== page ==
Posts Tagged ‘remission’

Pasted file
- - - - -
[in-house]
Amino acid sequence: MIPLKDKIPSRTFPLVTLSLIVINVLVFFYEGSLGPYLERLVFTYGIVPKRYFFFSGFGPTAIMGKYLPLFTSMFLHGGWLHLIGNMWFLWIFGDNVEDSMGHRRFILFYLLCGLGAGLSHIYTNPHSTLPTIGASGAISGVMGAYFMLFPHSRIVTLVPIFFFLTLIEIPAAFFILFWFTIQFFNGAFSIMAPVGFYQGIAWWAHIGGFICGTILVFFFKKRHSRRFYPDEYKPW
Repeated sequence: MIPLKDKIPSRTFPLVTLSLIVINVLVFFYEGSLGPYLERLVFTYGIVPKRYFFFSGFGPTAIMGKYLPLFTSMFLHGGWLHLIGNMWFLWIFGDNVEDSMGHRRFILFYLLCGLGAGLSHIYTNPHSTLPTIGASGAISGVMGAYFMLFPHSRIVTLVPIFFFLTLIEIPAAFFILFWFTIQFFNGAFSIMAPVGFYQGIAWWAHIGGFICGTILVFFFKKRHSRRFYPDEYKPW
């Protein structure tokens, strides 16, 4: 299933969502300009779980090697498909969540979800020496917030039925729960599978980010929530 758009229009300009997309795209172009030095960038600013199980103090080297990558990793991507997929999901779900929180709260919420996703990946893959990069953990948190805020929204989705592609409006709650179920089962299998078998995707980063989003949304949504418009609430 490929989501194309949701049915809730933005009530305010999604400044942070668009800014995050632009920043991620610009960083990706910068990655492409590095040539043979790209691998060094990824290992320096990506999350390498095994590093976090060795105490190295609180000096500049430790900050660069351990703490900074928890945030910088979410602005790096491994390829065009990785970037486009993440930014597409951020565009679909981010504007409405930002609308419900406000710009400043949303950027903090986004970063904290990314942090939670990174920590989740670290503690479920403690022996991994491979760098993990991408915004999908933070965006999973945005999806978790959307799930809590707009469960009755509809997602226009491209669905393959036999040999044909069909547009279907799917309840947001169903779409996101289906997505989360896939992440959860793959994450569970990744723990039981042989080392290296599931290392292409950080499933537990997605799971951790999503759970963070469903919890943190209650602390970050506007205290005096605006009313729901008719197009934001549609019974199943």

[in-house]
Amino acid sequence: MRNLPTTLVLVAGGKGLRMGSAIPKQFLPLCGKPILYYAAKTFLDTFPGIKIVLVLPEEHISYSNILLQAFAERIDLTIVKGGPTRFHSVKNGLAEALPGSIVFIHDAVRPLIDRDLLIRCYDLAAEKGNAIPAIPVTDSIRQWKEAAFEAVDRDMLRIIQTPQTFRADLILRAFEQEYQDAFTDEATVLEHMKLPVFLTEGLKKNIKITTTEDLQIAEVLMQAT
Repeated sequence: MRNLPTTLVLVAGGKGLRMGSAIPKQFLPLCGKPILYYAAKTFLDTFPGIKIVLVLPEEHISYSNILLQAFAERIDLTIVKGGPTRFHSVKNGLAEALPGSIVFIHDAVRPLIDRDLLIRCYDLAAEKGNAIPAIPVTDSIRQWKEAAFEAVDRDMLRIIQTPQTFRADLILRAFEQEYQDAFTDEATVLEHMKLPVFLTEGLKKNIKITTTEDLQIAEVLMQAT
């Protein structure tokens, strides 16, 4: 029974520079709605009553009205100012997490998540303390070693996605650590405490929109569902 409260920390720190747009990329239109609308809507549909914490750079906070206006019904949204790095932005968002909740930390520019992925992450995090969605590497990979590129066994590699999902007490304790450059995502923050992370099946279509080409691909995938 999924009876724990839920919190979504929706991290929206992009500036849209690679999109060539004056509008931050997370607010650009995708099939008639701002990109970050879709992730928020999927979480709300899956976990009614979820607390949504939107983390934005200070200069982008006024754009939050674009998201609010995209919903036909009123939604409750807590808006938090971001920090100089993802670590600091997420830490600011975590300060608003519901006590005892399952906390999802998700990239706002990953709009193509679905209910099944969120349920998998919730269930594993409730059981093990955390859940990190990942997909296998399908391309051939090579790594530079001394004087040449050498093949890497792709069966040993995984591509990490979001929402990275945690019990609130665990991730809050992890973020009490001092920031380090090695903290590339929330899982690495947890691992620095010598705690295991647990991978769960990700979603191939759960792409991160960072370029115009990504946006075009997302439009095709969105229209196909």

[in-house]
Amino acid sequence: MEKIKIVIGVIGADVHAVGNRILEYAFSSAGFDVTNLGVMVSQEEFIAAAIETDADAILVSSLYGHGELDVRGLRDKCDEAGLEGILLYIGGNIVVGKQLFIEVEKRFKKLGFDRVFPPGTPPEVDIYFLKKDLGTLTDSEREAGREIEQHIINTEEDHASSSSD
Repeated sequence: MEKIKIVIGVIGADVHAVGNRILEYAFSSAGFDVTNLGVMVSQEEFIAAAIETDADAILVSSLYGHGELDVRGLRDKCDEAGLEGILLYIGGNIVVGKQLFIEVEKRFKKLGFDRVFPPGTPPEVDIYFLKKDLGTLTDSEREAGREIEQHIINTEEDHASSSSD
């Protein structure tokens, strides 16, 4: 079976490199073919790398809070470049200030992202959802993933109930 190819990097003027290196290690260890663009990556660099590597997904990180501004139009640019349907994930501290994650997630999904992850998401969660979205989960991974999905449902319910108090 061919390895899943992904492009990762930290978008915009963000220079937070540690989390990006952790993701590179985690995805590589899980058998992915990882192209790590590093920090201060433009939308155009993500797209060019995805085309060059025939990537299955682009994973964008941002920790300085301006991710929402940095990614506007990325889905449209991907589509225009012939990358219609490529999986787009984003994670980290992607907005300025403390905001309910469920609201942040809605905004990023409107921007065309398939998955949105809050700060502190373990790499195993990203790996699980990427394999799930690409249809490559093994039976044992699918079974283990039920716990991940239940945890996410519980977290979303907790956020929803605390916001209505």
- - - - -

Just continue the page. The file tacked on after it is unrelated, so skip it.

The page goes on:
I’m at the Milwaukee Secure Detention Facility (MSDF), an institution in the Wisconsin Prison System (WPS), participating in the Earned Release Program (ERP).  It was about 8:30 am when I heard the announcement to report to the officer’s station.  I knew what it was for.  I was going to Madison to get the results of the PET scans from last week to verify the cancer remains in remission.  It was also the first day we saw guard Roscoe Peters since former cellie Andre Charles left.  After giving him the key to my cell off the string around my neck, I went down to intake and again began the process of being strip searched and being bound with chains on my arms, legs and waist.  The thought occurred to me, this is probably the last time prior to my release in June, that I’ll need to be strip searched.  I hope so anyway.  It’s an indignity I’m still not accustomed to nor do I think I ever will be.  Of course, in keeping with what normally seems to happen on these trips for me it’s not…normal!  It was raining very heavy and about 19 miles from Madison on I94W we encountered a huge traffic back up.  We moved no more than 5 or 6 miles over the next hour.  We finally came up on the accident scene.  Fire had consumed a truck carrying thousands of pounds of beef.  I’d hear later no one died thank God.  We got there and I sat in the inmate waiting room.  Very few were there this time which I was grateful for, as the noise was at a minimum.  There was one inmate there who had 57 days left to release.  He’d suffered a cardiac arrest and been brought back by the staff at Red Granite Correctional Institution.  He was complimentary to them in how they’ve cared for him and the quality of their work.  It was unusual to hear an inmate say such things.  I went up for my blood work and got in to see my oncologist, Dr. Rachel Cook.  She walked in and something I hadn’t noticed before, she was very pregnant.  I told her I hoped it went well.  She let me know the spots that were seen last time were either gone or ruled out as cancer.  My next appointment for scans will be in 6 months instead of the 3 months that had been done.  In the midst of the happiness I felt, there was a bit of a reality check.  I needed to call her directly before my next appointment if I don’t come up with health insurance as these scans cost several thousand dollars.  Not only would it be nice if I find a job with good health insurance after I’m out its imperative I find health insurance to ensure I see more birthdays.  It shouldn’t be that way but that is the reality of the situation.  But I didn’t dwell on that. I even told Dr. Cook about this blog, saying a friend wrote in her blog, thanking her for her care of me and what terms to Google to find the blog.  I wanted to avoid alerting the ever present guards in the room.  So Doc, if you find this blog, again, thank you!  On the way back not only was it raining heavy, the winds were going crazy blowing pails and such from construction on the highway into us.  But we got back fine.  After another strip-search I actually got back to my cell pretty quickly.  Ironically we shouldn’t have hurried.  We had Turkey Tetrazzini, probably the worst meal here, for supper about 4:30 pm.  If we’d gone slower I probably would have gotten another bag lunch at the hospital.  But nothing would break my good mood, not even the  horrid food.  I’m healthy and I’m going to stay that way!